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|Joan Fontaine||Lina McLaidlaw|
|Cedric Hardwicke||General McLaidlaw|
|Dame May Whitty||Mrs. McLaidlaw|
|Isabel Jeans||Mrs. Newsham|
|Heather Angel||Ethel - Maid|
|Auriol Lee||Isobel Sedbusk|
|Reginald Sheffield||Reggie Wetherby|
|Leo G. Carroll||Captain Melbeck|
|Billy Bevan||Ticket Taker|
|Gavin Gordon||Dr. Bertram Sedbusk|
|Doris Lloyd||Miss Wetherby|
|Alfred Hitchcock||Man Mailing Letter|
"Thrill to them together in the greatest emotional hit ever directed by that master of suspenseful drama -- Alfred Hitchcock!"
"Alfred Hitchcock, who gave you "Foreign Correspondent" and "Rebecca", creates his most romantic mystery hit!"
"Cary Grant in his most powerful role as a wastrel husband intent on riches at any cost..Joan Fontaine in her first since "Rebecca", as the bride whose love turned to terror! Completely compelling mystery romance!"
"Each time they kissed . . . there was the thrill of love . . . the threat of murder!"
"In his arms she felt safety...in his absence, haunting dread!"
Handsome, irresponsible cad Johnnie Aysgarth (Cary Grant) sweeps dowdy Lina McLaidlaw (Joan Fontaine) off her feet and charms her into running away and marrying him, despite the strong disapproval of her wealthy father, General McLaidlaw (Sir Cedric Hardwicke). After their honeymoon, they set up housekeeping in extravagant fashion, though she soon learns that Johnnie is broke and was hoping to live off her father's generosity. She persuades him to get a job and he goes to work for his cousin, estate agent Captain Melbeck (Leo G. Carroll).Gradually, Lina learns that Johnnie has continued to gamble on the horses, despite his promise to quit, and that he has sold family heirloom chairs given to them as a wedding present to help pay for things. She repeatedly catches him in lies and discovers that he has been caught embezzling and fired from his job, though Melbeck assures her he will not prosecute if the money is repaid. Johnnie's good-natured, if scatterbrained, friend Beaky (Nigel Bruce) tries to reassure her that her husband is a good sort, but without much success.When the general dies, Johnnie is severely disappointed to find that he has left Lina only his portrait — which is later seen in some infrequently-used living room. He convinces Beaky to finance his next venture, a land development, even though neither of them knows much about the business. Lina tries to talk Beaky out of it, but he trusts his friend completely. Johnnie overhears and warns his wife to stay out of his affairs, but later calls the whole thing off. When Beaky leaves for Paris, Johnnie accompanies him partway. Later, news reaches Lina of Beaky's death in Paris. Johnnie misleads her and an investigating police inspector about remaining in London. This and other details lead Lina to suspect he caused his friend's demise.She begins to fear that her husband is plotting to kill her for her life insurance. He has been questioning her friend Isobel Sedbusk (Auriol Lee), a writer of mystery novels, about untraceable poisons. Johnnie brings Lina a glass of milk before bed, but she is too afraid to drink it.Needing to get away for a while, she makes up a story to stay with her mother for a few days. Johnnie insists on driving her there. He speeds recklessly in a powerful convertible (a 1936 Lagonda LG45) on a dangerous road beside a cliff. Suddenly, Lina's door opens. Johnnie reaches for her, his intent unclear to the terrified woman. When she shrinks from him, he stops the car.In the subsequent row, it emerges that Johnnie was actually intending to kill himself. Now however, he has decided that suicide is the coward's way out and is resolved to face his responsibilities and even go to jail for the embezzlement. He was actually in Liverpool at the time of Beaky's death, seeking to borrow on Lina’s life insurance policy to settle matters with Melbeck. Her suspicions allayed, Lina tells him that they will face the future together.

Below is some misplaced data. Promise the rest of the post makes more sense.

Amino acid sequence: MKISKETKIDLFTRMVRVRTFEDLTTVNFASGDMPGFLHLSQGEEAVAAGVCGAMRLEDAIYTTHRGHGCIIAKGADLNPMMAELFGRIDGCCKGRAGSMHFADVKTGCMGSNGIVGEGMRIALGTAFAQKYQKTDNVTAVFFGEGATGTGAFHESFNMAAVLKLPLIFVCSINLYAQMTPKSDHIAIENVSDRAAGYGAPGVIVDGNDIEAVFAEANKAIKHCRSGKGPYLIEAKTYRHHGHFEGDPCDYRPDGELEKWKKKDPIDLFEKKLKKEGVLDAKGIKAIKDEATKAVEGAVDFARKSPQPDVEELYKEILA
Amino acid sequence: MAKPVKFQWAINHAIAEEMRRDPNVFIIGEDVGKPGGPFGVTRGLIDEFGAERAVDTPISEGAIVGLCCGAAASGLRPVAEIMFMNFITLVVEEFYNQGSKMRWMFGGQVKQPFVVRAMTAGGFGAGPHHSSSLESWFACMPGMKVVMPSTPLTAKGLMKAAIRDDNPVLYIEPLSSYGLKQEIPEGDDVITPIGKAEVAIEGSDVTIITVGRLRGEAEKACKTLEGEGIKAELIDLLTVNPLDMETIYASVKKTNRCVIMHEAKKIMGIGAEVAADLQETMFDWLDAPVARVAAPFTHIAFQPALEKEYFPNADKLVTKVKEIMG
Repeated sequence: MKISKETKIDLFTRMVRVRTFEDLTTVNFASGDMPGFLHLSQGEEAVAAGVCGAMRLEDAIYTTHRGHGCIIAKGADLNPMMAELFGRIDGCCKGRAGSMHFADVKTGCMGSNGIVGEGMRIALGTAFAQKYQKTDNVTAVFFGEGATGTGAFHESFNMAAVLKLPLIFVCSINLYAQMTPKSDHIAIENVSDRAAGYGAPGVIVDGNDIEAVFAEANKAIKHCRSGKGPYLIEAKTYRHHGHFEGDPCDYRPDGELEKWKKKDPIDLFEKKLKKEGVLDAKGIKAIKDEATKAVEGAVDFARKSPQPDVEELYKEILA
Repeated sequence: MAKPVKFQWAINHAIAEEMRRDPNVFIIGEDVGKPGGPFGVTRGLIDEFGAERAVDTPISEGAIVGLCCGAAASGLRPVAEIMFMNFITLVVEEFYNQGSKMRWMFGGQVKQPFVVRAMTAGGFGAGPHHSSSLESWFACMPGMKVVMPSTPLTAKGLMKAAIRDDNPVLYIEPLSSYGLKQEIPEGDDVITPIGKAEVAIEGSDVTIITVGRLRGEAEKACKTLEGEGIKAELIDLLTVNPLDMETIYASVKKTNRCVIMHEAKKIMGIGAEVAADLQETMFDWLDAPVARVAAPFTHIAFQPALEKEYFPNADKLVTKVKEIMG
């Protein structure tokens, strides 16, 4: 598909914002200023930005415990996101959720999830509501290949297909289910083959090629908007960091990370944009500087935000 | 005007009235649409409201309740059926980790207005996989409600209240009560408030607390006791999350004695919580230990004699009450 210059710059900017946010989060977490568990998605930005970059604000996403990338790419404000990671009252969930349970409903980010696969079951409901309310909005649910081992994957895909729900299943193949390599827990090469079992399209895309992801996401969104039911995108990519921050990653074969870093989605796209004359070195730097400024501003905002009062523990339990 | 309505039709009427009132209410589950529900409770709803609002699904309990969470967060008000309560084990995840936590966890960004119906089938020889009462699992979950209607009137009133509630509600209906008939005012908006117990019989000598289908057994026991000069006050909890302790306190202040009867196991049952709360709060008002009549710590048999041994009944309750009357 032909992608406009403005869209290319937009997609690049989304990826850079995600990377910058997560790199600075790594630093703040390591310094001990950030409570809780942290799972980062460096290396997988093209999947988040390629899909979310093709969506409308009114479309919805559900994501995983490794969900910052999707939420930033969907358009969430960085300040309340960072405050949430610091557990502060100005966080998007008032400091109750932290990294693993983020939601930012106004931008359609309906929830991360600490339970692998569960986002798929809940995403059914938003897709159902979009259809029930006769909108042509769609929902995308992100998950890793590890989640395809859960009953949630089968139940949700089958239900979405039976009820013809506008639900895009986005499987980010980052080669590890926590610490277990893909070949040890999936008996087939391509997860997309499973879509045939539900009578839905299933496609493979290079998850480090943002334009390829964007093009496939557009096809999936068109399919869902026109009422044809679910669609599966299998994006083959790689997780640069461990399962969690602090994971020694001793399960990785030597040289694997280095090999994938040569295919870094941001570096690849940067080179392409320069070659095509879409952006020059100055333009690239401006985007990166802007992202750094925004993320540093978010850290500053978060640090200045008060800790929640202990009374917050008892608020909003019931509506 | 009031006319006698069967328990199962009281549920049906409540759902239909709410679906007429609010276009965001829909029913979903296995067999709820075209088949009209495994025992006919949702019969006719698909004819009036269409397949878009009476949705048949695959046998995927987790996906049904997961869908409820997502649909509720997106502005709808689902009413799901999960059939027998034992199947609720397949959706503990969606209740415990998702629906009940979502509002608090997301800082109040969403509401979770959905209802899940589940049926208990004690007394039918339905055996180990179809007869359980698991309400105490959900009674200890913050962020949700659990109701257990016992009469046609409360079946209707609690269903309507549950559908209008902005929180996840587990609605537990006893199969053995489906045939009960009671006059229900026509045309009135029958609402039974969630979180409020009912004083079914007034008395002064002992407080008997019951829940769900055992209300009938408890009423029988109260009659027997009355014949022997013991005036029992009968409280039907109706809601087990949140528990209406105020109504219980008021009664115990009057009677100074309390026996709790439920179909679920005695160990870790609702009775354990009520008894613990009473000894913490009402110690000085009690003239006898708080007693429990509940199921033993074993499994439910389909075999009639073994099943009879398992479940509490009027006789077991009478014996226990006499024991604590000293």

Theatrical : 1941-11-14 : United States of America
DVD : 2004-09-07